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Need to liven up board training?
This selection of bite-sized board topics is just the ticket! Each of the six modules is 20-40 minutes – perfect for use during board meetings. The topics are timeless, necessary knowledge for all directors. Order the Board Essentials for your directors today!
Board Essentials Modules
- The Board’s Role with BSA
- The Board’s Role with Cyber Security
- The Board’s Role with Risk Management
- Restrictions on Loans to Directors
- Board Membership Basics
- Director Liability
Directors are ultimately liable and responsible for Bank Secrecy Act (BSA) compliance. Does your BSA officer know the compliance requirements? Will the current monitoring procedures and processes implemented by your BSA officer detect a money laundering attempt? Would it be reported properly? Learn the BSA and money laundering risks your institution faces every day and how BSA officer reports to the board can keep you in the loop and mitigate risk.
Fund-transfer fraud and account takeover scams result in millions of dollars in losses. In 2018, financial institutions filed nearly 39,000 suspicious activity reports (SARs) regarding wire fraud. Cyber criminals grow more sophisticated every day. This session will address your institution’s FinCEN reporting requirements, the following types of cyberattacks, and what directors should know about them:
- Business email compromise (BEC)
- Email account compromise (EAC)
- Corporate account takeover (CATO)
- Identity theft, including new strategies involving children’s identities
Your risk officer just presented a report to the board on “enterprise-wide” risk mitigation efforts. Do you know what to look for? What do regulators expect? What red flags should catch your attention? Directors receive numerous risk management assessments for review and approval. Do you know which assessments to expect and what they should contain? Become more informed about these reports and directors’ risk management roles and responsibilities.
There are restrictions on loans made to a credit union’s directors and their related interests. Since preferential treatment of directors is prohibited, a loan to a director (or the director’s immediately family or business enterprise) must be based on the same terms and underwriting criteria as loans to other members. In addition, if the director serves as a borrower, co-signer, or guarantor, loans aggregated in excess of certain thresholds must be approved in advance by a majority of the entire board, and the interested director must abstain. Regulators require strict compliance with these rules, so it’s imperative that all directors understand the restrictions.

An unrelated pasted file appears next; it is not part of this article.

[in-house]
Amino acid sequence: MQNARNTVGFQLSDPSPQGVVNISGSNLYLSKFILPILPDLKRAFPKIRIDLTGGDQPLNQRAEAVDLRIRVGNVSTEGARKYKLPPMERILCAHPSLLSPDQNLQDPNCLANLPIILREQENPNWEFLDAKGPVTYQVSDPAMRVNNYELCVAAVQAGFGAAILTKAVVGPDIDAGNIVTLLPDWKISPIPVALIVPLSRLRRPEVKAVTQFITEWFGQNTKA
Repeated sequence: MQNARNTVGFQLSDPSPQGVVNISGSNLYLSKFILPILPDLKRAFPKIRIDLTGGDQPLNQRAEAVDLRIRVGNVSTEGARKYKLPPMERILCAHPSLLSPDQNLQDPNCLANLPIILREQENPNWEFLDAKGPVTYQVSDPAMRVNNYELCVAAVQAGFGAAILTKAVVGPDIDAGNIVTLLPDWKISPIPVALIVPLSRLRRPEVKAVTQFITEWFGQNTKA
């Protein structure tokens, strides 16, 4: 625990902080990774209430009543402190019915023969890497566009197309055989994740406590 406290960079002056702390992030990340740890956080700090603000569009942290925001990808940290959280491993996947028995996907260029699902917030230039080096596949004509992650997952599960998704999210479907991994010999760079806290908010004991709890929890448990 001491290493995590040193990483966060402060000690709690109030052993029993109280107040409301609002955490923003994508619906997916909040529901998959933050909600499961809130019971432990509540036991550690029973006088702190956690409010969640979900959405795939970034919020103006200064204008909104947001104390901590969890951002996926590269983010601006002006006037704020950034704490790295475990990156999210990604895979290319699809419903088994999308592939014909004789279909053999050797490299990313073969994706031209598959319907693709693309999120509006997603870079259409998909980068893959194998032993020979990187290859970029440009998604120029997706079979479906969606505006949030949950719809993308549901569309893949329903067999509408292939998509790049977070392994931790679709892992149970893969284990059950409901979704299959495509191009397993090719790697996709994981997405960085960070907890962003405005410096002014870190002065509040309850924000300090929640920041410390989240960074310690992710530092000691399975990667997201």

The credit union’s board of directors has ultimate responsibility for the general direction and control of the credit union. The board is responsible for appointing qualified persons as officers and for evaluating the officers’ management performance. The credit union’s officers report directly to the board and must be approved annually. Other major board responsibilities include:
- Establishing and approving the credit union’s overall business goals, standards, policies, and procedures
- Reviewing and evaluating the credit union’s operating results and performance
- Ensuring that the credit union complies with all applicable laws and regulations
Serving as a credit union director could lead to personal liability. The potential increases when directors don’t understand the fiduciary duties they owe to the credit union and members – especially the duties of loyalty and care. Furthermore, directors are held to high standards of professional conduct, which require directors to make reasonable business decisions on a fully informed basis after proper deliberation. This session will fully explain the directors’ duties of loyalty and care and the reasonable business judgment rules to help protect directors from personal liability.
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